You might think investing in a housebuilder would be - well, as safe as houses - but questions have to be answered when shoddy workmanship and an executive pay row show-up deep structural cracks.
Shares in Persimmon (PSN), the UK’s largest housebuilder in terms of market value, dived when it emerged last month that an overhaul of its culture was needed, along with an improvement in the quality of the homes it builds and a rethink of its executive bonus scheme.
An independent review of its practices, prompted by a series of complaints about the quality of its building work identified a number of issues ranging from insufficient fire protection to a lack of consistent building standards, and promptly saw its shares fall more than 3%.
“There is a need for a fundamental change in Persimmon’s culture to ensure that quality of build and customer service are central to its approach to business and its corporate identity,” the report said.
Adding: “Persimmon cannot afford the stigma of a corporate culture which results in poor workmanship and a potentially unsafe product.”
Persimmon - and indeed many of its competitors - have enjoyed a number of bumper years of late, with the government-supported Help to Buy scheme bolstering profits and share prices across the sector.
The task at hand now is for it to show that it isn’t focusing on profits at the expense of quality.
Because, unlike those unfortunate new home buyers, who no doubt rue the day they bought a Persimmon home, its shareholders have had no such gripes. Throughout the pay scandal, which goes back to 2017 and the more recent criticism of the quality of its homes, the housebuilder’s share price has remained buoyant.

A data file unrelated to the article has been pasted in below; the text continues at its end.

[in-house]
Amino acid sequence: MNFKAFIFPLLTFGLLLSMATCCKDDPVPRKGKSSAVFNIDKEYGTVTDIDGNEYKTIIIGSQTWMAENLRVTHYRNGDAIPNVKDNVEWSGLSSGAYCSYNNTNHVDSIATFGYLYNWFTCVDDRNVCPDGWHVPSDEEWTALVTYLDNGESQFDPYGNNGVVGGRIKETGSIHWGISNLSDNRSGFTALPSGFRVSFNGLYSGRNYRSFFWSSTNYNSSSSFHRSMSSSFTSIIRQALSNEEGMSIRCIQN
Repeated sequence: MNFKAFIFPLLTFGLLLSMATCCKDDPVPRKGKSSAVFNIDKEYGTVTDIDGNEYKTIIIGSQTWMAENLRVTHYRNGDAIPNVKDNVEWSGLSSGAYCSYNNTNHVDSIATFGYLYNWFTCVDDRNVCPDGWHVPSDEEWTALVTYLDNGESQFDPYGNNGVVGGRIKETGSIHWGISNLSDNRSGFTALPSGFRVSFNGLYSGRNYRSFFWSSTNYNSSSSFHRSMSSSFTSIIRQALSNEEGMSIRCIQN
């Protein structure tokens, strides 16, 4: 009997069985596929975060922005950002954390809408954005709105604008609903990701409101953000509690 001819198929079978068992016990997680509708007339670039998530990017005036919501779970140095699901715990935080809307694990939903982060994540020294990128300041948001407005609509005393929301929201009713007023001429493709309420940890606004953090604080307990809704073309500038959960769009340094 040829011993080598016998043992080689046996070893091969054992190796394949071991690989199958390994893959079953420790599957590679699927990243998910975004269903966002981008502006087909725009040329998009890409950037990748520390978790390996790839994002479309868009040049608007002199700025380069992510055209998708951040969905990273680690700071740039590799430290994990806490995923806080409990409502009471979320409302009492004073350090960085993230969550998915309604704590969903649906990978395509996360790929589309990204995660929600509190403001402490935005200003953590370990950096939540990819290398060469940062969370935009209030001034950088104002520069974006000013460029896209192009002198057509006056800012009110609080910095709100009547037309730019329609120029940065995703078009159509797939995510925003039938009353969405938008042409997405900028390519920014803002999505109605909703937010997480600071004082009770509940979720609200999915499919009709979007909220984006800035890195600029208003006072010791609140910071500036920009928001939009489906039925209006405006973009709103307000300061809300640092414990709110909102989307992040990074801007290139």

Even that 3% slide, after the report was published in mid-December, failed to do much real damage. The shares which started 2019 around the £20.40 mark are today trading at over £27.
When it comes to business there’s no reason why that upward trend shouldn’t continue, especially with house sales expected to remain brisk. All 2019 stock has been sold and there are around £950 million-worth of forward sales for 2020 already in the bag. But Persimmon has work to do if it wants to rebuild its reputation.
An update is due on Wednesday, and as long as quality remains a focus and the company follows through with good customer service, then brokers are right to be firm buyers of the stock.
Canaccord Genuity has just raised its price target to £30. Trailing slightly behind are fellow brokers Liberum Capital with a price target of £29.50, HSBC on £28.30 and UBS with a price target of £26.70.
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